Article | Open Access
What a Girl Wants, What a Girl Needs: Analyzing Postfeminist Themes in Girls’ Magazines
Abstract: Girls’ magazines play an important role in the maintenance of gender perceptions and the creation of gender by young girls. Due to a recent resurgence within public discussion and mediated content of feminist, postfeminist, and antifeminist repertoires, centered on what femininity entails, young girls are growing up in an environment in which conflicting messages are communicated about their gender. To assess, which shared norms and values related to gender are articulated in girl culture and to what extent these post/anti/feminist repertoires are prevalent in the conceptualization of girlhood, it is important to analyze magazines as vehicles of this culture. The current study analyzes if and how contemporary postfeminist thought is articulated in popular girl’s magazines. To reach this goal, we conducted a thematic analysis of three popular Dutch teenage girls’ magazines (N = 27, from 2018), Fashionchick, Cosmogirl, and Girlz. The results revealed that the magazines incorporate feminist, antifeminist, and as a result, postfeminist discourse in their content. The themes in which these repertoires are articulated are centered around: the body, sex, male–female relationships, female empowerment, and self-reflexivity. The magazines function as a source of gender socialization for teenage girls, where among other gendered messages a large palette of postfeminist themes are part of the magazines’ articulation of what it means to be a girl in contemporary society.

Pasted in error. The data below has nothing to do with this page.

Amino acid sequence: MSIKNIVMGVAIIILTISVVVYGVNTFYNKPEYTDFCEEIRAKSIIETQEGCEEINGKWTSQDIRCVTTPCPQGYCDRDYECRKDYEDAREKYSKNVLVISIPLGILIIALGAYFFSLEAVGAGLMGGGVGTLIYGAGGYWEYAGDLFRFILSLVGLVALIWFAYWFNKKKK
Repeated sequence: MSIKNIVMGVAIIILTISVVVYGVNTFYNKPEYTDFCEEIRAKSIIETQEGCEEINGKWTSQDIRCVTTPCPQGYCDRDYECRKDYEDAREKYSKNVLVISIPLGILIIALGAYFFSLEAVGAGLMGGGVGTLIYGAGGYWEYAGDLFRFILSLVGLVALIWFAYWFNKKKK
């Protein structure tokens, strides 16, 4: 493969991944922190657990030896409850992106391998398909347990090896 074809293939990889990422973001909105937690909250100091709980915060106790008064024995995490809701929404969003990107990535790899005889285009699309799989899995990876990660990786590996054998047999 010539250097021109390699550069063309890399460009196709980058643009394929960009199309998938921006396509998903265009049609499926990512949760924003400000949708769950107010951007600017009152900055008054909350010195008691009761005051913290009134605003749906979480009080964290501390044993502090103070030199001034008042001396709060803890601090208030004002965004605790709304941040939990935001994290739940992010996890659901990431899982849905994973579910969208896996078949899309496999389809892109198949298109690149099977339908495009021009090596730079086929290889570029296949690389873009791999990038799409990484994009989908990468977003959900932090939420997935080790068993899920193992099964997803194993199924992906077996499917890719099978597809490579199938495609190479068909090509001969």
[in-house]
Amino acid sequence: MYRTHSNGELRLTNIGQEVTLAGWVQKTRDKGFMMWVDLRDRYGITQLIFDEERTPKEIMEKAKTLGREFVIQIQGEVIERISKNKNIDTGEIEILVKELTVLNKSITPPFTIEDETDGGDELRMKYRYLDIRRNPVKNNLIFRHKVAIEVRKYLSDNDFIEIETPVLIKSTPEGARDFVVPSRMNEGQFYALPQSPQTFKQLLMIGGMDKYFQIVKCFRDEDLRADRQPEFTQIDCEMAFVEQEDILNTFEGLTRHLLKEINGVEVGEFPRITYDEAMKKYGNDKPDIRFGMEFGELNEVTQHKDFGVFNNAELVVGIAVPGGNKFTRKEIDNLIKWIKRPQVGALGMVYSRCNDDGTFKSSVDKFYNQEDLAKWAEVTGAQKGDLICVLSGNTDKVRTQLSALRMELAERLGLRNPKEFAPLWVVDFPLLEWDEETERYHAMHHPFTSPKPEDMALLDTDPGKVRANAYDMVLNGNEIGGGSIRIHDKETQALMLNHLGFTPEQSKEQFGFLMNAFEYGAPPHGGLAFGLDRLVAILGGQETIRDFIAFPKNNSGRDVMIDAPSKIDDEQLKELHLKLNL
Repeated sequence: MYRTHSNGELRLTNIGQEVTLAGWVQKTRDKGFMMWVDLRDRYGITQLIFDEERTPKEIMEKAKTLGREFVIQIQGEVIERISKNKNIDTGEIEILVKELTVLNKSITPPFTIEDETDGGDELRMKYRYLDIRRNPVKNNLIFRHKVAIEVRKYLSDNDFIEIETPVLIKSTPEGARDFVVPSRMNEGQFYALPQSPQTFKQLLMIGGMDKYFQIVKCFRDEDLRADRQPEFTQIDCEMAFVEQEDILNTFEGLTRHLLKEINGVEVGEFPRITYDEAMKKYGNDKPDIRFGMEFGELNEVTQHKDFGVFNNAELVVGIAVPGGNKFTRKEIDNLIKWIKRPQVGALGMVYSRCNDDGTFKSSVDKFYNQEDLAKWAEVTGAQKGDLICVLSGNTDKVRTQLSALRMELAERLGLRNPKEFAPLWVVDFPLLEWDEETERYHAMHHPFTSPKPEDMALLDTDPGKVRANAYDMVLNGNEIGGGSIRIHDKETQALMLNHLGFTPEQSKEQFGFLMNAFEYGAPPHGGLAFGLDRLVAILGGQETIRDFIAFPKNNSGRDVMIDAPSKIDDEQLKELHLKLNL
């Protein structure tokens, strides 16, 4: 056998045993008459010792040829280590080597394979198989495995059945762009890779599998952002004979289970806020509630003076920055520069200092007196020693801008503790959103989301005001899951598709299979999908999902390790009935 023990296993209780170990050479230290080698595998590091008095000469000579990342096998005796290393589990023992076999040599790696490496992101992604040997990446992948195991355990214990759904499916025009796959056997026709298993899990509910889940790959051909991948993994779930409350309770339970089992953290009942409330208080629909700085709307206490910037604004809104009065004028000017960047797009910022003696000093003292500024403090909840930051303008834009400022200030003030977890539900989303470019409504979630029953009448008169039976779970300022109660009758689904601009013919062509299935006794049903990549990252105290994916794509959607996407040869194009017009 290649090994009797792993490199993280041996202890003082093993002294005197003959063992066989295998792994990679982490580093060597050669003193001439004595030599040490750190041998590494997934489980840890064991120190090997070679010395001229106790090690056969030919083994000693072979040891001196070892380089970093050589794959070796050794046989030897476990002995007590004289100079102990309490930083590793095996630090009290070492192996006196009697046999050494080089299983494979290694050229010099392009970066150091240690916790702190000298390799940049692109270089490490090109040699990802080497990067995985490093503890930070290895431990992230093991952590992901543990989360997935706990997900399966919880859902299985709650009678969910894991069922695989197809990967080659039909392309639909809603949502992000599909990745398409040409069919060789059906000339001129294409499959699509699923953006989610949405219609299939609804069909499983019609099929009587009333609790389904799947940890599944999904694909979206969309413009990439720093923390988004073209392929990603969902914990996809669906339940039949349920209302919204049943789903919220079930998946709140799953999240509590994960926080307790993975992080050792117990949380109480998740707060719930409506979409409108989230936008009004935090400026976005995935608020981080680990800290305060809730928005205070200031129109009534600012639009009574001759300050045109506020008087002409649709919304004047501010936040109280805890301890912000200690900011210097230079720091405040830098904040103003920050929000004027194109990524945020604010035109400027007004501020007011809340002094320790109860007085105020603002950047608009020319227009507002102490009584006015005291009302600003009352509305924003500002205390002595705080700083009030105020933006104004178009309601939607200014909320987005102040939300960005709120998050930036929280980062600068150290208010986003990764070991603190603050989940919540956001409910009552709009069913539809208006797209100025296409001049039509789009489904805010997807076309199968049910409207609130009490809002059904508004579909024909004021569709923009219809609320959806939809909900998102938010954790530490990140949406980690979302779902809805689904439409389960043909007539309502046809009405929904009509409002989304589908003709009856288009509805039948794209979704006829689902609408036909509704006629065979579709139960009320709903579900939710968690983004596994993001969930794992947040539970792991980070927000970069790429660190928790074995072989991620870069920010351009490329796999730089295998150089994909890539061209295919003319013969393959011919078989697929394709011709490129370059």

Keywords: feminism; gender; girl magazines; postfeminism; The Netherlands
Issue: Vol 9, No 2 (2021): Gender and Media: Recent Trends in Theory, Methodology and Research Subjects
© Marieke Boschma, Serena Daalmans. This is an open access article distributed under the terms of the Creative Commons Attribution 4.0 license (http://creativecommons.org/licenses/by/4.0), which permits any use, distribution, and reproduction of the work without further permission provided the original author(s) and source are credited.